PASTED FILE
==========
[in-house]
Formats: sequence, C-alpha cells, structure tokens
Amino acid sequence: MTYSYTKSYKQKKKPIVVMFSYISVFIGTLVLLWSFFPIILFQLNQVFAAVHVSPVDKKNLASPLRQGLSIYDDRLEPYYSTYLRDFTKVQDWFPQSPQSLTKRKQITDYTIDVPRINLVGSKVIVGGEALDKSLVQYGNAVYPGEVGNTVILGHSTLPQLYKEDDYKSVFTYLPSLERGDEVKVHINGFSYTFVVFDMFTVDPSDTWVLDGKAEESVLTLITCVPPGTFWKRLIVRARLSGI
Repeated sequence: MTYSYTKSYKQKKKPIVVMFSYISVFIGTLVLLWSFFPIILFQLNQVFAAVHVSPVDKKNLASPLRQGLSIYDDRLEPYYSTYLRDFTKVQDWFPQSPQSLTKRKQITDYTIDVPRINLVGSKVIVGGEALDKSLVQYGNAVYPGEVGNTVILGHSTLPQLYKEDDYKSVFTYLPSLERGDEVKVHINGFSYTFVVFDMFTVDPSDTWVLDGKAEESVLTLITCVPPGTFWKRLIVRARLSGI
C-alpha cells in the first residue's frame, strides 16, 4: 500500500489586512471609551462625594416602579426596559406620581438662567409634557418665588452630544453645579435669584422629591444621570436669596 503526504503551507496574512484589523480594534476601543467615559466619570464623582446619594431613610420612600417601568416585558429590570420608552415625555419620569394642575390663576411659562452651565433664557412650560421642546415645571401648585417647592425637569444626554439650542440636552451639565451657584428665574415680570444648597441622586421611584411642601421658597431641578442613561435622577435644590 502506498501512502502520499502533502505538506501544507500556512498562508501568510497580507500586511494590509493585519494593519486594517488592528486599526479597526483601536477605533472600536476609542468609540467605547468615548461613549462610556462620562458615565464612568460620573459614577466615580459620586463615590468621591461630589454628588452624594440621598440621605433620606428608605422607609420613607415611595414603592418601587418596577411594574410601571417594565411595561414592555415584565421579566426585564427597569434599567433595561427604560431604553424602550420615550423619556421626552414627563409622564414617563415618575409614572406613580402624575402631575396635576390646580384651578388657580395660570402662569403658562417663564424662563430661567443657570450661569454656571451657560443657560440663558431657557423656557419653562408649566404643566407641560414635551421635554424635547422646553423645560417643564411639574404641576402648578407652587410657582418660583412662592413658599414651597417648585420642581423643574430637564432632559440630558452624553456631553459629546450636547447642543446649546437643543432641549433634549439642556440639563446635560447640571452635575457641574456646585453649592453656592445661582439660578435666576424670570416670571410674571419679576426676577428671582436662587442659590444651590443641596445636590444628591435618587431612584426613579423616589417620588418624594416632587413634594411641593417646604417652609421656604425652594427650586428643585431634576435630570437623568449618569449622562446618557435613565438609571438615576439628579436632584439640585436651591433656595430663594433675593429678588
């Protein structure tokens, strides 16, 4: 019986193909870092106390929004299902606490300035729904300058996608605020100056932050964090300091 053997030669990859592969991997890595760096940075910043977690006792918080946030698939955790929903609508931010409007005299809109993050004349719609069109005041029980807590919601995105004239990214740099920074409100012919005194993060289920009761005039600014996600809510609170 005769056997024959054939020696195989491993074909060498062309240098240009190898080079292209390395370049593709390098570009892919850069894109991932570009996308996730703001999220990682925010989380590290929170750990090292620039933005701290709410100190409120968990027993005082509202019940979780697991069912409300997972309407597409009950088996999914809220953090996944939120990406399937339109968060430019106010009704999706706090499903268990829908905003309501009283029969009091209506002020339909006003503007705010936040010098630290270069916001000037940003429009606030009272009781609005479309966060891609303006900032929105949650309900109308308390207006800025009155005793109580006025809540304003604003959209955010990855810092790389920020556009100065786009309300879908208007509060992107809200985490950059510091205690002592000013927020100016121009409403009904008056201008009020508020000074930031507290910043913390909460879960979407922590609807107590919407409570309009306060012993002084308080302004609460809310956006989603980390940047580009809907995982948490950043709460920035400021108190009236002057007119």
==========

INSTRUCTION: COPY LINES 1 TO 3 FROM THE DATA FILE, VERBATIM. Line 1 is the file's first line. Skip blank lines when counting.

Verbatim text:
[in-house]
Formats: sequence, C-alpha cells, structure tokens
Amino acid sequence: MTYSYTKSYKQKKKPIVVMFSYISVFIGTLVLLWSFFPIILFQLNQVFAAVHVSPVDKKNLASPLRQGLSIYDDRLEPYYSTYLRDFTKVQDWFPQSPQSLTKRKQITDYTIDVPRINLVGSKVIVGGEALDKSLVQYGNAVYPGEVGNTVILGHSTLPQLYKEDDYKSVFTYLPSLERGDEVKVHINGFSYTFVVFDMFTVDPSDTWVLDGKAEESVLTLITCVPPGTFWKRLIVRARLSGI